A twitter feed associated with Hamas’ military wing, Izzedin al-Qassam, posted this photo of a chocolate frosted cake to celebrate what it’s calling a victory over Israel in the week of fighting that ended last Wednesday. Hamas called the operation in which it launched 1,506 rockets at Israeli civilians “Shale Stones,” and on the chocolate cake that phrase appears in Arabic, as does an M-75 long-range missile. The green used as the decorator gel is a color closely associated with Hamas and other Islamist movements.
That gleeful boast stands in sharp contrast with another food analogy, this one employed by a famous Israeli writer who was caught with his family on the highway when an incoming rocket siren sounded.
Etgar Keret describes the scary scene in The New Yorker as he, his wife Shira and son Lev were driving to visit family outside Tel Aviv. When the siren wailed, they pulled over, got out of the car, and tried to get their son to lie down. The Israeli Home Front Command tells those caught in their cars far from shelter to get out, lie down and cover their heads. But the seven-year-old didn’t want to lie down.
“Lie down already,” Shira says, raising her voice to be heard over the blaring siren.
“How’d you like to play a game of Pastrami Sandwich?” I ask Lev.
“What’s that?” he asks, not letting go of my hand.
“Mommy and I are slices of bread,” I explain, “and you’re a slice of pastrami, and we have to make a pastrami sandwich as fast as we can. Let’s go. First, you lie down on Mommy,” I say, and Lev lies down on Shira’s back and hugs her as hard as he can. I lie on top of them, pressing against the damp earth with my hands so as not to crush them.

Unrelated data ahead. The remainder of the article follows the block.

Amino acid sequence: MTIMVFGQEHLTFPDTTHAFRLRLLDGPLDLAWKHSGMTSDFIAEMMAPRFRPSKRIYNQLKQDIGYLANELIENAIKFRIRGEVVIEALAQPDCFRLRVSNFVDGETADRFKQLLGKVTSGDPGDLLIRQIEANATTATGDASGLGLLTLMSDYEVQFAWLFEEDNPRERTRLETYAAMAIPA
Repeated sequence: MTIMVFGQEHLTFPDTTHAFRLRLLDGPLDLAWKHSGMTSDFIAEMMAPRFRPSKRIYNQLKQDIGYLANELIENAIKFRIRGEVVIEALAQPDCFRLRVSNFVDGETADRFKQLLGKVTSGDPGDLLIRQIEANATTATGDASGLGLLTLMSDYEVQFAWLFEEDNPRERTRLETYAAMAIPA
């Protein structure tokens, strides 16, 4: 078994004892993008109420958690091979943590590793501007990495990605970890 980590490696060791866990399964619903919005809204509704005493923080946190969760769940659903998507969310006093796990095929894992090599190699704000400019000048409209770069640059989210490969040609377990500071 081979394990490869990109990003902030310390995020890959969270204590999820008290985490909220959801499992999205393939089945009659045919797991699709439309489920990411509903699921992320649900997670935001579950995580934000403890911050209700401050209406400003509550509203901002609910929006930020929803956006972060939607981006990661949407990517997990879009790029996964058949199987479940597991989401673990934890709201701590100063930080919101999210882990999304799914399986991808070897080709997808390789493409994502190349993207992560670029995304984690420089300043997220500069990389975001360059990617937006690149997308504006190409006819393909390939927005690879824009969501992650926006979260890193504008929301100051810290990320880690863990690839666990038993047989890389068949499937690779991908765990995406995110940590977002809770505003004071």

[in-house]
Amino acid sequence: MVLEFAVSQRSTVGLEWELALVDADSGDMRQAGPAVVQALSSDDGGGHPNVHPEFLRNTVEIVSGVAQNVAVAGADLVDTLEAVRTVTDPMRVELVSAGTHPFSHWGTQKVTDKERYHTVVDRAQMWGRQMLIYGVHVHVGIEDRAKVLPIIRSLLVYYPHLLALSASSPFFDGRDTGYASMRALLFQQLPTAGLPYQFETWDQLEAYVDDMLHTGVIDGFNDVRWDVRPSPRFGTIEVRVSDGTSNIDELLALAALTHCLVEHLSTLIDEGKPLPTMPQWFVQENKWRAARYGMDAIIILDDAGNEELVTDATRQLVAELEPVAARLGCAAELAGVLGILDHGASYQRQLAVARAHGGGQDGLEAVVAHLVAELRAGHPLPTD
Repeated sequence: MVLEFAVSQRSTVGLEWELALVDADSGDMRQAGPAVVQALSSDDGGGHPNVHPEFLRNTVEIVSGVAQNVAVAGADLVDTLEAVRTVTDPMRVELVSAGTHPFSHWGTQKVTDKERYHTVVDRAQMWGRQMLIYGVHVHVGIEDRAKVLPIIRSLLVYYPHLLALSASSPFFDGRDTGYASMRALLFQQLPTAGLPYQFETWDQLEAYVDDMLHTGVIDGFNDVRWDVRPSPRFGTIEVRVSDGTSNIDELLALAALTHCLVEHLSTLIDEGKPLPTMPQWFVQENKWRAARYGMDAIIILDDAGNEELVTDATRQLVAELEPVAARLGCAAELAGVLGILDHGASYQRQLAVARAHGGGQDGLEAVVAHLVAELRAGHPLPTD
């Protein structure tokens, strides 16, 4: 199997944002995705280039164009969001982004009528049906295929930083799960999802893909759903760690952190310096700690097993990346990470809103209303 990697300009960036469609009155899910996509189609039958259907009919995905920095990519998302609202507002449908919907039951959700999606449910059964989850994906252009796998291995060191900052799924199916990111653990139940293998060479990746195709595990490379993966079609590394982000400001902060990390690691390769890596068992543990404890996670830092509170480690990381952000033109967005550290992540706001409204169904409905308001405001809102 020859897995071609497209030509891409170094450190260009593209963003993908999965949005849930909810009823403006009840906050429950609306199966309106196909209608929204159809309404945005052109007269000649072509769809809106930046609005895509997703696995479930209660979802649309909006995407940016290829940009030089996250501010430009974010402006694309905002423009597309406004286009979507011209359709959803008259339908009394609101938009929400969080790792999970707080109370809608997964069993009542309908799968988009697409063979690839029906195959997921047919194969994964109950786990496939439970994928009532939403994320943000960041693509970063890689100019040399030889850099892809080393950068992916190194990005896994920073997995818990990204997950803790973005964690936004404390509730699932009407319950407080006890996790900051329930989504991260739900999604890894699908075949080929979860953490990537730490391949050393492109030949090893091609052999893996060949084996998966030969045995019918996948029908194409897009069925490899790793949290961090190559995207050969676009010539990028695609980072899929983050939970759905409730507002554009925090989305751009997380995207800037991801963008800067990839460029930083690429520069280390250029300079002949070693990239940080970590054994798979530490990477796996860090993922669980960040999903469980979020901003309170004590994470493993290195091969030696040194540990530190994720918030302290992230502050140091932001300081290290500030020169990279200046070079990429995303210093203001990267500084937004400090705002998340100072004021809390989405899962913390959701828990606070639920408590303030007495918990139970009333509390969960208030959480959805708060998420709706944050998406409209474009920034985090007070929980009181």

“This feels good,” Lev says and smiles.
“Being the pastrami is the best,” Shira says under him.
“Pastrami!” I yell.
“Pastrami!” my wife yells.
“Pastrami!” Lev yells, his voice shaky, either from excitement or fear.
His son notices one slice of bread – his mom – even has ants crawling on her like in a real picnic. Then they hear the distant boom. The child is disappointed the rocket fell so far, because now he won’t be able to find a metal scrap like his friend did the day before.
Believing there will be more missile attacks, Keret suggests maybe one day they can play “Grilled Cheese.”
These two stories side-by-side -- the Hamas victory cake and the Israeli’s poignant appeal to protect his son -- bring the key issue in stark relief: Hamas launches deadly rockets and aims at children, then gleefully boasts with candy and baked goods. Those Qassams, Grads, M-75s and Fajr-5s are packed with explosives, nothing like the benign M-75 so amateurishly drawn in green decorator gel. Case in point: a school hit in Ashkelon, Israel last week was struck for the third time in a decade by rockets launched by Palestinian terror groups in Gaza.